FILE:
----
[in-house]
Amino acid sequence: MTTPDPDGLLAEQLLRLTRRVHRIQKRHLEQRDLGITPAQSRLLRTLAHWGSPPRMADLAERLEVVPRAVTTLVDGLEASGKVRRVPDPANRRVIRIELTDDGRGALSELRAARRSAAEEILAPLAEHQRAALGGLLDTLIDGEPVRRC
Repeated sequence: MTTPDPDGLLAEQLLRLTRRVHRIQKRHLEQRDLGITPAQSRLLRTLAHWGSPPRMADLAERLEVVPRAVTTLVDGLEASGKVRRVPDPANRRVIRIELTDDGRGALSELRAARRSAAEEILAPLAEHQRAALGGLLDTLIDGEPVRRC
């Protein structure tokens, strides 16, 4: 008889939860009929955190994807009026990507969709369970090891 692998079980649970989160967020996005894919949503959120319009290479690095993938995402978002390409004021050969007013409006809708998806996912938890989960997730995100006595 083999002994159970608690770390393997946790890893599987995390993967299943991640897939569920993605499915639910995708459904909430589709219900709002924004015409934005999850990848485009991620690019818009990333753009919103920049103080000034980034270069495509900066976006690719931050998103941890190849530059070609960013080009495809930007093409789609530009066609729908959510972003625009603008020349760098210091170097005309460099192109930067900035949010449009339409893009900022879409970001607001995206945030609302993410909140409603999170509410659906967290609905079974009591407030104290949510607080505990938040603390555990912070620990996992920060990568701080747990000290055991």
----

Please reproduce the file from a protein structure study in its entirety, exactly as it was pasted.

[in-house]
Amino acid sequence: MTTPDPDGLLAEQLLRLTRRVHRIQKRHLEQRDLGITPAQSRLLRTLAHWGSPPRMADLAERLEVVPRAVTTLVDGLEASGKVRRVPDPANRRVIRIELTDDGRGALSELRAARRSAAEEILAPLAEHQRAALGGLLDTLIDGEPVRRC
Repeated sequence: MTTPDPDGLLAEQLLRLTRRVHRIQKRHLEQRDLGITPAQSRLLRTLAHWGSPPRMADLAERLEVVPRAVTTLVDGLEASGKVRRVPDPANRRVIRIELTDDGRGALSELRAARRSAAEEILAPLAEHQRAALGGLLDTLIDGEPVRRC
């Protein structure tokens, strides 16, 4: 008889939860009929955190994807009026990507969709369970090891 692998079980649970989160967020996005894919949503959120319009290479690095993938995402978002390409004021050969007013409006809708998806996912938890989960997730995100006595 083999002994159970608690770390393997946790890893599987995390993967299943991640897939569920993605499915639910995708459904909430589709219900709002924004015409934005999850990848485009991620690019818009990333753009919103920049103080000034980034270069495509900066976006690719931050998103941890190849530059070609960013080009495809930007093409789609530009066609729908959510972003625009603008020349760098210091170097005309460099192109930067900035949010449009339409893009900022879409970001607001995206945030609302993410909140409603999170509410659906967290609905079974009591407030104290949510607080505990938040603390555990912070620990996992920060990568701080747990000290055991």